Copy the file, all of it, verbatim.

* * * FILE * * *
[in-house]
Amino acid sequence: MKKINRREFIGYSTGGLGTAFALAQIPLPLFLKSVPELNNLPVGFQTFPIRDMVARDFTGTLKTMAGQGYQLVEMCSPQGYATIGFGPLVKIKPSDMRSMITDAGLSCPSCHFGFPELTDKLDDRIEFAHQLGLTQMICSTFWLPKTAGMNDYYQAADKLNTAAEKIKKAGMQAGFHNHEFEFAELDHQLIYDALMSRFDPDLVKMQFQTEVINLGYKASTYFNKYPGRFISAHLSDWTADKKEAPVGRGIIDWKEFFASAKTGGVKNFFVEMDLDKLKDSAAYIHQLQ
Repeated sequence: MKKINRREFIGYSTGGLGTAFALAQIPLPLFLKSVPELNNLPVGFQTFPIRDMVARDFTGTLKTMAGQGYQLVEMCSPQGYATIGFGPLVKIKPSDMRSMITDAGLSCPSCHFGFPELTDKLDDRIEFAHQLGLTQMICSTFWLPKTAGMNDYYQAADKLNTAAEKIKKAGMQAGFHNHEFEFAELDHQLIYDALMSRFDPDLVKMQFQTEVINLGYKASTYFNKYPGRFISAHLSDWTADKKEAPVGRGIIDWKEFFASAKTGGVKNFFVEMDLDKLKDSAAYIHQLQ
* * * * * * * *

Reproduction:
[in-house]
Amino acid sequence: MKKINRREFIGYSTGGLGTAFALAQIPLPLFLKSVPELNNLPVGFQTFPIRDMVARDFTGTLKTMAGQGYQLVEMCSPQGYATIGFGPLVKIKPSDMRSMITDAGLSCPSCHFGFPELTDKLDDRIEFAHQLGLTQMICSTFWLPKTAGMNDYYQAADKLNTAAEKIKKAGMQAGFHNHEFEFAELDHQLIYDALMSRFDPDLVKMQFQTEVINLGYKASTYFNKYPGRFISAHLSDWTADKKEAPVGRGIIDWKEFFASAKTGGVKNFFVEMDLDKLKDSAAYIHQLQ
Repeated sequence: MKKINRREFIGYSTGGLGTAFALAQIPLPLFLKSVPELNNLPVGFQTFPIRDMVARDFTGTLKTMAGQGYQLVEMCSPQGYATIGFGPLVKIKPSDMRSMITDAGLSCPSCHFGFPELTDKLDDRIEFAHQLGLTQMICSTFWLPKTAGMNDYYQAADKLNTAAEKIKKAGMQAGFHNHEFEFAELDHQLIYDALMSRFDPDLVKMQFQTEVINLGYKASTYFNKYPGRFISAHLSDWTADKKEAPVGRGIIDWKEFFASAKTGGVKNFFVEMDLDKLKDSAAYIHQLQ